By Hugo Ferrinho Lopes (University of Lisbon)

The radical right secured nearly 50 MPs as Portugal approaches the 50th anniversary of the end of a right-wing dictatorship. Chega (Enough) experienced a surge in the snap elections of March 2024, achieving a sizeable outcome and emerging as a major player in a reconfigured party system.
The Socialist Party’s (PS) third term abruptly ended after just 19 months in office. António Costa was expected to remain in office for three more years, becoming the longest-serving prime minister in Portugal. Instead, he resigned from office on November 7, 2023, the day he became the subject of a public prosecution investigation. However, government instability began much earlier. Since May 2022, two months after the government term began, a series of scandals resulted in a rate of nearly one resignation per month among members of the executive.
President Marcelo Rebelo de Sousa rejected the Socialists’ proposal to appoint a new head of government to rule with the party’s majority and called elections for March 10, 2024. The majority of citizens supported this decision, enabling the parliament to approve the state budget and providing the Socialist party with time to elect a new leader.

The context
The election took place in a challenging context for the incumbent party. Costa assumed office during an economic expansion following the financial crisis. By the end of his tenure, the annual growth rate stood at 2.3%, exceeding the Eurozone average. The public debt-to-GDP ratio had decreased to levels comparable only to those before the Great Recession (98.7%), and exports had reached an unprecedented share of GDP (50%), with one-third of these related to services, particularly tourism. However, this economic growth came at the expense of public investment. Eurobarometer and polling data indicate that rising costs of living and crises in healthcare, education, and housing sectors were the main concerns for citizens. This seems to be connected with voters’ perceptions of government performance, that sharply declined since the fall of 2022, and evaluations of the economy, which remained negative for over three years.
With the exception of education, the primary campaign issues aligned closely with voter preferences. Discussions mainly revolved around the economy, covering topics such as salaries, taxes, pensions, and employment, as well as healthcare and housing. Despite being a top priority for voters, education received less prime-time attention compared to justice or international affairs, and was on par with law enforcement agencies, which were not among the citizens’ most pressing concerns. Education likely lacked salience because parties generally held similar positions on the matter (at least in electoral manifestos). Additionally, justice, including corruption and crime, and government strategy were prominently featured in political debate. While voters desired discussions on party coalition strategies due to forecasts indicating that no party would secure a parliamentary majority alone, the prominence of justice issues exceeded public preferences, likely due to the corruption scandals and the varying interpretations of the actions of public prosecution services in media debates.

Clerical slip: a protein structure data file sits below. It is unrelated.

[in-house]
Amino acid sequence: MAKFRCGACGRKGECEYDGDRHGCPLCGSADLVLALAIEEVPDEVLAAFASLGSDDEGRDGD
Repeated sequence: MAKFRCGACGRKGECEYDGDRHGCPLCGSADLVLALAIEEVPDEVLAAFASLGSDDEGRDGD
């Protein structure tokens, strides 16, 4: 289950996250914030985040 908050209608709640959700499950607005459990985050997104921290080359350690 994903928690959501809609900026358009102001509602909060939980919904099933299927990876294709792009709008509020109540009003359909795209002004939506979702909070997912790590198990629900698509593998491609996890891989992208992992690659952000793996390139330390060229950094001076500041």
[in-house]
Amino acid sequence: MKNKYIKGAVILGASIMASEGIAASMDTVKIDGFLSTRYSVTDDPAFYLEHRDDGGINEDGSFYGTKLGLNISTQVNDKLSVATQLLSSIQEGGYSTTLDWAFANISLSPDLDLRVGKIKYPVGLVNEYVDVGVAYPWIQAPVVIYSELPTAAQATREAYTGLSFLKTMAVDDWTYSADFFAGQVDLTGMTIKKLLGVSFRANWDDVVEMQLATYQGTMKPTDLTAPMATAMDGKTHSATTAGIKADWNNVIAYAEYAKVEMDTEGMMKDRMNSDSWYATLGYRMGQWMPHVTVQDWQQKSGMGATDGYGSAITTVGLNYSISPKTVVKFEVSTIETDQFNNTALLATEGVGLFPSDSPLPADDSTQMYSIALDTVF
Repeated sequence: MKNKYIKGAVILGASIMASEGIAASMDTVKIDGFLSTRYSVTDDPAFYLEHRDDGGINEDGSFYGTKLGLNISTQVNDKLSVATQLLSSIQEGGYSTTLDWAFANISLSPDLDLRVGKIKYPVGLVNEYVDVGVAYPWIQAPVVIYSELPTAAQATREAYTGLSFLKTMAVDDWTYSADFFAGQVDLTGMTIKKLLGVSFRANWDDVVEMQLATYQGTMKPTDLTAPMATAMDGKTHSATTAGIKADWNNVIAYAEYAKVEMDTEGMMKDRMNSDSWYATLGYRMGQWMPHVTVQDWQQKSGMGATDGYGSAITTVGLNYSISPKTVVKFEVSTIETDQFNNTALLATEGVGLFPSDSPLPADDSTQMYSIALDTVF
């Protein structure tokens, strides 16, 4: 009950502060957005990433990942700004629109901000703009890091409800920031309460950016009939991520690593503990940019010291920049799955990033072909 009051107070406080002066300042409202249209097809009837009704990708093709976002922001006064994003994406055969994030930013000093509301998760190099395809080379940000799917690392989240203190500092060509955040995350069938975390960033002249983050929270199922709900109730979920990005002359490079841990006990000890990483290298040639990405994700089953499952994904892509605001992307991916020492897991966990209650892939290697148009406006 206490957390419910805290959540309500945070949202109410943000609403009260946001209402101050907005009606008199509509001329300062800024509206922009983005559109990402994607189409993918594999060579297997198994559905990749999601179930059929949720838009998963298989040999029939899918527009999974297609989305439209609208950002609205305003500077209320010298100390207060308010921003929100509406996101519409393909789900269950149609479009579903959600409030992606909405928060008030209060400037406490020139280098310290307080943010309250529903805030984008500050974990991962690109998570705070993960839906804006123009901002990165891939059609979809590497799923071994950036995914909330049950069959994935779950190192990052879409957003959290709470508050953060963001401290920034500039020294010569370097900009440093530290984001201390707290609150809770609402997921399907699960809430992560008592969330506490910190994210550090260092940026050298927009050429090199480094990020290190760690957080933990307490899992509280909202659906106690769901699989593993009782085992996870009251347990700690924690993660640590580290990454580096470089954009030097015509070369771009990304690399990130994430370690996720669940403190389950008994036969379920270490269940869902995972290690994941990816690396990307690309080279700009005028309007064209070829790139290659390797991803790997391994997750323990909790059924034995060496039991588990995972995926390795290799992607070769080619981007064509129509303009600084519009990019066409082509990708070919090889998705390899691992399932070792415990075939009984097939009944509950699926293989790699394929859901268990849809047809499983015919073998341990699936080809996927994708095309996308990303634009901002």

Anecdotally, the main opposition party was not able to take much advantage of Socialist scandals. Apart from the radical right, fear of causing a backlash led most parties to choose not to politicize corruption in the campaign. This proved to be a cautious decision for the main center-party, as the Social Democrats (PSD) also faced corruption scandals until the election. The president of Madeira’s regional government (elected by PSD and the Christian Democrats) resigned from office during the pre-campaign period due to a public prosecution investigation for corruption involving himself and several party elites in the region. Additionally, the PSD leader faced an inquiry into fiscal benefits regarding the construction of his house, and even the president (also from PSD) faced allegations of favoring two children in medical treatment.

The results
Indeed, the radical right was the main beneficiary of the corruption scandals. On January 30, about 6.14 million Portuguese citizens went to the polls. Despite a large proportion of the electorate being undecided about the party they would vote for until the week prior to election day, more than 750,000 additional voters cast a ballot than in 2022. Turnout grew from 58% to 66.2% – levels only comparable to those in the 1990s. It jumps to